Odeh was convicted of immigration fraud in federal court in Detroit on November 10, 2014, for concealing her prior arrest, conviction, and imprisonment. The jury deliberated for two hours before rendering its verdict. Judge Drain told the jury: "I think your verdict is a fair and reasonable one based on the evidence that came in."
She had her bail revoked and was taken into custody upon the conclusion of her trial, as the judge found her to be a flight risk, and was incarcerated in Port Huron, Michigan. On December 8, Judge Drain agreed to allow her to be released on a $50,000 cash bond, pending sentencing, which was effected on December 11, 2014. On February 13, 2015, Judge Drain denied Odeh's request that he either overturn the federal jury's conviction of her or grant her a new trial, ruling that her argument lacked legal merit. The judge held that evidence showed that Odeh illegally obtained U.S. citizenship, the jurors "clearly did not believe [her] explanation", and "the evidence was more than sufficient to support the jury’s verdict." Odeh was sentenced to 18 months in federal prison by Judge Drain on March 12, 2015, and stripped of her US citizenship, and will be deported from the United States to Jordan once she is done serving her time. She will be free on bail while she appeals.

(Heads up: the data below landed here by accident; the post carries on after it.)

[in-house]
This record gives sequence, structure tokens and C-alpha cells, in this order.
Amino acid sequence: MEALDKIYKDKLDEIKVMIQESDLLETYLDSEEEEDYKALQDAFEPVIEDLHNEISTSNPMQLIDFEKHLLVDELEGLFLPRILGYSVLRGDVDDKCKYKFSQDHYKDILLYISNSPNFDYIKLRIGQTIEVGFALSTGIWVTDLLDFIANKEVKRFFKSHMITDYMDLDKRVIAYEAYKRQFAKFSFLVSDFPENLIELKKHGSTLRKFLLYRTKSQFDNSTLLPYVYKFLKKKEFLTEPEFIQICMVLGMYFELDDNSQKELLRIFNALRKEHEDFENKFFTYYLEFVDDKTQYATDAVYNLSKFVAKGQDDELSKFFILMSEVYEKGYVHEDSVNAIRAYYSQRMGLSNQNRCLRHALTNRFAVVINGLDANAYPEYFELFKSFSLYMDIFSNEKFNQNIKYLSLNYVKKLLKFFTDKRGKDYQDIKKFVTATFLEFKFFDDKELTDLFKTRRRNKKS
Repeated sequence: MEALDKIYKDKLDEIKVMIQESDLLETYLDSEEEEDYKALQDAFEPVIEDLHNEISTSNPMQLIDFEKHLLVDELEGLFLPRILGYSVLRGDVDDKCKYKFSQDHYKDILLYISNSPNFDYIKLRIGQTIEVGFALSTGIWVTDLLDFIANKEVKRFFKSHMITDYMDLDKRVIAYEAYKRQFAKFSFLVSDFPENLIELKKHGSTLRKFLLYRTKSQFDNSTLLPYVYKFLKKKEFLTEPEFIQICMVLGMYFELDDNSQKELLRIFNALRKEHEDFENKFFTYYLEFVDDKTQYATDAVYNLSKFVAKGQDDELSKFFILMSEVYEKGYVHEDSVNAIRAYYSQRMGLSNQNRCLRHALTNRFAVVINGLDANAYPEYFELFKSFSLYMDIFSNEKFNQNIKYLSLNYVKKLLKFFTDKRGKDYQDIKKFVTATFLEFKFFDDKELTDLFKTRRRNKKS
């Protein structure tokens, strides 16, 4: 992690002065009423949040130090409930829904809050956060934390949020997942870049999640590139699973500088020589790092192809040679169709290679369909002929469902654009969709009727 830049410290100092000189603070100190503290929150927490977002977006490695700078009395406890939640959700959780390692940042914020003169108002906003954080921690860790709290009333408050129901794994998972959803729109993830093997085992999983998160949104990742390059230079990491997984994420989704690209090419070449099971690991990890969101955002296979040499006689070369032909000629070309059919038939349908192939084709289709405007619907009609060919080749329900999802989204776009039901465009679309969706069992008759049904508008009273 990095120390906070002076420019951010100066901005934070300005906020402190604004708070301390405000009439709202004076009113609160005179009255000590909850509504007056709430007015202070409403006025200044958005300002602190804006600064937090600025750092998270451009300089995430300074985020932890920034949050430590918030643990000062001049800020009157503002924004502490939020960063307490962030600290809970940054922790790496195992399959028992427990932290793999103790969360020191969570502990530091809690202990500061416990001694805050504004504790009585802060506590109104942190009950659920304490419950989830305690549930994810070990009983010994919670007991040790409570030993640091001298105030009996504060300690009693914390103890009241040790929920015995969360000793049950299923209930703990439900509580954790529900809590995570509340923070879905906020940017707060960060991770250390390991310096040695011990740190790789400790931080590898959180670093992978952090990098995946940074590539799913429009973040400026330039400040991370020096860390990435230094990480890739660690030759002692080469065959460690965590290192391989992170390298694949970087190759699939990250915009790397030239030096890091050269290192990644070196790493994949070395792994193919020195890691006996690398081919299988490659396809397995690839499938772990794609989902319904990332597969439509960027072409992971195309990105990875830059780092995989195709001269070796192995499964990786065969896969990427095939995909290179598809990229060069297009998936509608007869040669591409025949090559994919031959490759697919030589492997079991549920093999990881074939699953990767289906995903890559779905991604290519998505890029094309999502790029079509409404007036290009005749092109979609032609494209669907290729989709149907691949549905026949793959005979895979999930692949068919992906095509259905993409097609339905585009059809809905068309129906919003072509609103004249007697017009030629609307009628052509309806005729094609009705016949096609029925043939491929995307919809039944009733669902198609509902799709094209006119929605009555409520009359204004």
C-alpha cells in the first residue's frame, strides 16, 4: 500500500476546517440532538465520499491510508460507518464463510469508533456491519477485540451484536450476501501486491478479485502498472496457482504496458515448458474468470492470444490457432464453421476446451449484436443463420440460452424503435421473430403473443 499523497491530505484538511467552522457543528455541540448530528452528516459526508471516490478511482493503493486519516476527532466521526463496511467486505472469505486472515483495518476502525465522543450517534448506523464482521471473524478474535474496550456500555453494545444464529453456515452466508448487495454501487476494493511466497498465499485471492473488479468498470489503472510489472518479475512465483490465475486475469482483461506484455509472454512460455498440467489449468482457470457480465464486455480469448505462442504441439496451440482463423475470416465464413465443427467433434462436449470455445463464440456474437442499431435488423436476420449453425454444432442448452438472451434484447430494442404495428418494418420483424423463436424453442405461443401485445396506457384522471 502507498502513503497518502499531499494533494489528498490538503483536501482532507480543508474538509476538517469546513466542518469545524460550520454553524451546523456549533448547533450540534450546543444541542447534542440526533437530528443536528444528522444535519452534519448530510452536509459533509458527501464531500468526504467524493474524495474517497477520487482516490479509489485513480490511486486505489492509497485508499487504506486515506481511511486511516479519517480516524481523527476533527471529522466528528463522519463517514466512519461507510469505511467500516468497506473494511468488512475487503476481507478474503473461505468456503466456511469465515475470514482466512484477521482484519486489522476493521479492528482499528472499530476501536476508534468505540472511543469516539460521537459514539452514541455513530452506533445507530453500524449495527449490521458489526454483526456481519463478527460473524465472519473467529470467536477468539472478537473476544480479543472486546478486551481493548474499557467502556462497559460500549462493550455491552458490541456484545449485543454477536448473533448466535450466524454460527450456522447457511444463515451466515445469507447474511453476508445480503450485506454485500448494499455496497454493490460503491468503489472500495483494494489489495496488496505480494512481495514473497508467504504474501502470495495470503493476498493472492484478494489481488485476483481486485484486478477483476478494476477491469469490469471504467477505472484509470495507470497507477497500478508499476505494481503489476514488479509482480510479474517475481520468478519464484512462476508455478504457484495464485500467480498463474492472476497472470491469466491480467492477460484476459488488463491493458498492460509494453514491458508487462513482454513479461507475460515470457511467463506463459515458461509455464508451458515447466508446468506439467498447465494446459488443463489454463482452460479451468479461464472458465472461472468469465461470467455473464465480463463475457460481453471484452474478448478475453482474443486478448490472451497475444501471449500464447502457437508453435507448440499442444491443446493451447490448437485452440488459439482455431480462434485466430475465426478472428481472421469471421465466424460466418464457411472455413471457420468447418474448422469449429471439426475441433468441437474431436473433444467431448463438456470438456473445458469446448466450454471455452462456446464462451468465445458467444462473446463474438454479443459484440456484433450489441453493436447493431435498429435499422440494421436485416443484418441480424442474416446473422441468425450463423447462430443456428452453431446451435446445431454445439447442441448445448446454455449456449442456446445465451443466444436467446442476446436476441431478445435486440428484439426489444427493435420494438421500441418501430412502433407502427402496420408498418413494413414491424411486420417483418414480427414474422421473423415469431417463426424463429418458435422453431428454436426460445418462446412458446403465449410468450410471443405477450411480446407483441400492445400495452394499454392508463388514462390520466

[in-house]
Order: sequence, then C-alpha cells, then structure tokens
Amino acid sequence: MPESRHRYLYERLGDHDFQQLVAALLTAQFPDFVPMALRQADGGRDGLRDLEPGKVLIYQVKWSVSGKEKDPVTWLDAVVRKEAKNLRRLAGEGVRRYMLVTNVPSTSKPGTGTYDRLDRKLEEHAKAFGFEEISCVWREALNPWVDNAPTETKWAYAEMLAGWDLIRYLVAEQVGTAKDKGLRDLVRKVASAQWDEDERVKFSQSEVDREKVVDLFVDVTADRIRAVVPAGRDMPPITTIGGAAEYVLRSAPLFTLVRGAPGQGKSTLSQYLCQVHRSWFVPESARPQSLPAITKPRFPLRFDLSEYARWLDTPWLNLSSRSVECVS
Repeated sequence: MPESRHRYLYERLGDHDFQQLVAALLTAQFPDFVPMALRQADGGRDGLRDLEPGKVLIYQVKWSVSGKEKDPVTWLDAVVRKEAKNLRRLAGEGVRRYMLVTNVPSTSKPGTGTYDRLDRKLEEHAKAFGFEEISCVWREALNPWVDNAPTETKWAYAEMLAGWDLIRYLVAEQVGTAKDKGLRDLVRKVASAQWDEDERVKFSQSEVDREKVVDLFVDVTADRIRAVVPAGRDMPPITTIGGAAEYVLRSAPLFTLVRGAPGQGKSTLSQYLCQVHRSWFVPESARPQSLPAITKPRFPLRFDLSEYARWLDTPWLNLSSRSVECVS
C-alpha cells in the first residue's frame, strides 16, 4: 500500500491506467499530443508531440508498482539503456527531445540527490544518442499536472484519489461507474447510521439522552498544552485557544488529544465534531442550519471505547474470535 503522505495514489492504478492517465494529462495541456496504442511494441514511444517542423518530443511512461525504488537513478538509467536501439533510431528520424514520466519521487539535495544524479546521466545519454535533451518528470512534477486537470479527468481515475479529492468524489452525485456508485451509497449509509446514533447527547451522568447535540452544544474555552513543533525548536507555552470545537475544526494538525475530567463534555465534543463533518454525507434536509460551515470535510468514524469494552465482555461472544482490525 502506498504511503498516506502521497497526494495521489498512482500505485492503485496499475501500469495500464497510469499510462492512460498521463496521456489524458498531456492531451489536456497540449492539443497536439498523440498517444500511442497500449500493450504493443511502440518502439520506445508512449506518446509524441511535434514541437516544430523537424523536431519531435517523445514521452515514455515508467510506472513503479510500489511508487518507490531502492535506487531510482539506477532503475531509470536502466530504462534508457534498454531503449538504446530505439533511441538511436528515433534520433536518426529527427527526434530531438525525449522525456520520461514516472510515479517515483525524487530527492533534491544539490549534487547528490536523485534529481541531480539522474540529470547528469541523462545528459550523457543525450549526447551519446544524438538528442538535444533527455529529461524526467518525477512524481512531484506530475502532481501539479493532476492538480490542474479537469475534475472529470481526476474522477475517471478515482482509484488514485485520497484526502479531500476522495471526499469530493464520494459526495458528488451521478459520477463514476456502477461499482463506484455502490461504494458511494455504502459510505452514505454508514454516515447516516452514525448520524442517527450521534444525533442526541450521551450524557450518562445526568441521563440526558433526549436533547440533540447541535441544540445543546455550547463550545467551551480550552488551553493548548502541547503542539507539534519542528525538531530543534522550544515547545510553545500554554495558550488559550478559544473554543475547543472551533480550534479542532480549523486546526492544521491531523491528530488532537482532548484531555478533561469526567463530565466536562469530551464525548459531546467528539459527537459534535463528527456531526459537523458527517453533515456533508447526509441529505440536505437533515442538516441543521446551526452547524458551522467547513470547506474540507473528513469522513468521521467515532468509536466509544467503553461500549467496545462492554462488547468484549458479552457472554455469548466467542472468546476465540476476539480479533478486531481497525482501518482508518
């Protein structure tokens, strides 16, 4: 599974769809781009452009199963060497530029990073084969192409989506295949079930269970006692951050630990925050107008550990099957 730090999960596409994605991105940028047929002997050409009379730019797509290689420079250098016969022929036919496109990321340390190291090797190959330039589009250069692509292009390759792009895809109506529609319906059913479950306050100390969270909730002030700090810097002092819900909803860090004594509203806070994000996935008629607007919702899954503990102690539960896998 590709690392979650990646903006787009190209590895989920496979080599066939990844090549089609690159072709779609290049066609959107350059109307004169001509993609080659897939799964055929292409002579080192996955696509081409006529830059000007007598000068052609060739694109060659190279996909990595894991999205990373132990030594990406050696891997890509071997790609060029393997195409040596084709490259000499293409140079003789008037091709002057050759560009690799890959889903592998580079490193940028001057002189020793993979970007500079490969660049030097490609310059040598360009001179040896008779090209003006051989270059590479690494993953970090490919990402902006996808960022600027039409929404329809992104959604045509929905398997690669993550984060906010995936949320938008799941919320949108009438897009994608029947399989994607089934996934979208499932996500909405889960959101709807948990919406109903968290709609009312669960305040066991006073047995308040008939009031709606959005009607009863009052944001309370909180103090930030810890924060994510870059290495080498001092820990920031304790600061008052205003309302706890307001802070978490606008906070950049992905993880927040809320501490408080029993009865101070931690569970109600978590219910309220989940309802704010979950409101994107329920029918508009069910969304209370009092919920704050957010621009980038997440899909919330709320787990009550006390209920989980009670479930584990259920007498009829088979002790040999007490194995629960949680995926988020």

On February 25, 2016 the United States Court of Appeals for the Sixth Circuit unanimously vacated her conviction of an immigration violation, sending the case back to Judge Drain to reconsider the admissibility of expert testimony. Circuit Judge John M. Rogers, joined partially by Judge Karen Nelson Moore, vacated and remanded, while Judge Alice M. Batchelder partially dissented, wanting to vacate while ordering a new trial. On December 6, 2016, Judge Drain in Detroit denied prosecutors’ request to reinstate Odeh’s conviction, instead granting Odeh a new trial, scheduled to begin January 10, 2017.
On March 23, 2017, Rasmea Odeh accepted a plea agreement where she will serve no prison time but will be stripped of her U.S. citizenship and deported.
On August 17, 2017, Odeh was formally stripped of her US citizenship in a federal court hearing in Detroit before Judge Gershwin Drain. She was subsequently ordered to be deported to Jordan and to pay a $1,000 fine for immigration fraud.